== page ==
Disorder in the House as Sir Ted's legacy leads to row

Campaigners fight-on to keep Arundells, the late prime minister's listed home, open to the public

The fate of Sir Edward Heath's legacy, his former home in the Close of Salisbury Cathedral and his personal artefacts, lies in the hands of the Charity Commission after a group of supporters challenged a decision to shut the house for good.

Arundells, the Queen Anne-style property that the former PM left to the nation, will close to the public on Wednesday unless the Charity Commission intervenes in an increasingly ugly row that has split the trustees and dismayed the Sir Edward Heath Charitable foundation, which has run the house since Sir Edward's death in July 2005.

Two of the seven trustees have resigned, including Lord Black, the executive director of Telegraph Media Group.

The trustees, headed by the former Cabinet Secretary Lord Armstrong, want to sell off the Grade II* listed building and its contents, which include paintings by John Singer Sargent and Sir Winston Churchill and precious ancient Chinese porcelain.

They intend to use the proceeds to fund educational scholarships, another stipulation of Sir Edward's will, who himself received financial help when a Balliol College, Oxford, organ scholar.

A campaign to keep Arundells open and Sir Edward's belongings intact could stymie those plans if the Charity Commission forces the trustees to reopen the museum to visitors.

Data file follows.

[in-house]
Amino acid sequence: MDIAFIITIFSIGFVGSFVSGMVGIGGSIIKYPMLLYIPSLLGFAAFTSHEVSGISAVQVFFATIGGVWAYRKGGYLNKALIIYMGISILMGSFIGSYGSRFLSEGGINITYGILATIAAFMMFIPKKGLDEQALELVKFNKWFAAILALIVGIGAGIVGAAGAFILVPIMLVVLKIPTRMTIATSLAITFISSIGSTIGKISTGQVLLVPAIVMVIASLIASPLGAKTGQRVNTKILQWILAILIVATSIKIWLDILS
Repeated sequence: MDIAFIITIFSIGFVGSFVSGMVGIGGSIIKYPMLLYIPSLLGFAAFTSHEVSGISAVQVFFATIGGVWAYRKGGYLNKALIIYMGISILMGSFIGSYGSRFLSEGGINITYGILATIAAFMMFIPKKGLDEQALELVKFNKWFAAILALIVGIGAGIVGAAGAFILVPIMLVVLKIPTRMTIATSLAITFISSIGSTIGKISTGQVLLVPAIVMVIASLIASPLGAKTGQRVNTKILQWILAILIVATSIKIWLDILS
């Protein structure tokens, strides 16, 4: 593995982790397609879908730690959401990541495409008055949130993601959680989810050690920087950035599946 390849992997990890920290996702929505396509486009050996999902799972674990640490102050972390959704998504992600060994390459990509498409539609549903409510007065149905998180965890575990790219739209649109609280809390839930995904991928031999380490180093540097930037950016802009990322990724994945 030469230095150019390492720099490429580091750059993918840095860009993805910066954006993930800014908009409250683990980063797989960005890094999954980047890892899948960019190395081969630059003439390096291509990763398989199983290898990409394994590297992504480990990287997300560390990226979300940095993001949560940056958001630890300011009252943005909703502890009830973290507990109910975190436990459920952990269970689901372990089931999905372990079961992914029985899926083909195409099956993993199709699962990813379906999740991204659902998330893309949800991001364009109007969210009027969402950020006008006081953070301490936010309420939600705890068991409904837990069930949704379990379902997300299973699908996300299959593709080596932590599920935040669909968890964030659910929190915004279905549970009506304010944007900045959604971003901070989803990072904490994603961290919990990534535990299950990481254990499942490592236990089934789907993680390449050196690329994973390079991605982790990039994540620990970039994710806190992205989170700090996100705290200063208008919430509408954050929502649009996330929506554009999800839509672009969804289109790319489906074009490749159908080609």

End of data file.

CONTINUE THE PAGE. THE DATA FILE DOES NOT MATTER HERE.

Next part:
The issue is financial: the foundation relies on revenue from visitors for the house's upkeep because the £5m Sir Edward left in his will is tied up in the building and its contents, worth £2m.

Although the pre-booked tours of Arundells have operated at capacity since starting three years ago, the foundation lacks the money to maintain the property, which dates back to the 13th century.

The trustees have already sold Sir Edward's archive to the Bodleian Library for £850,000.

Stuart Craven, Arundells' curator who has worked there since being hired by Sir Edward to landscape its gardens in 1985, said: "We were hoping the trustees would give us the money to keep running the place." They didn't.

Marie Elliker, from Christchurch, Dorset, was one of the lucky visitors to the house yesterday. "If he left it to the nation, then they've got no right to sell it," she said.

Ian Stewart, from Sutton, Surrey, was one of thousands unable to buy a ticket for what might prove to be the last weekend Sir Edward's possessions are on view. He had to make do with a wander around the two-acre grounds, which stretch down to the confluence of the rivers Avon and Nadder.

"It's terrible it's closing," he said. "It would be nice if something could be done to keep it all together, even if they had to have pop concerts in the garden."

Linda Hulley, who travelled down from London for the day, was among the crowd who failed to gain access to the house. "I didn't want to see it because of his politics but because of his lifestyle," she said. Her husband, David, 67, was luckier, scraping in as the 14th person on one of yesterday's final tours.

Mr Hulley's interest was musical: he wanted to see some of Sir Edward's memorabilia, from his Steinway grand piano to pictures of him conducting some of Europe's great orchestras.

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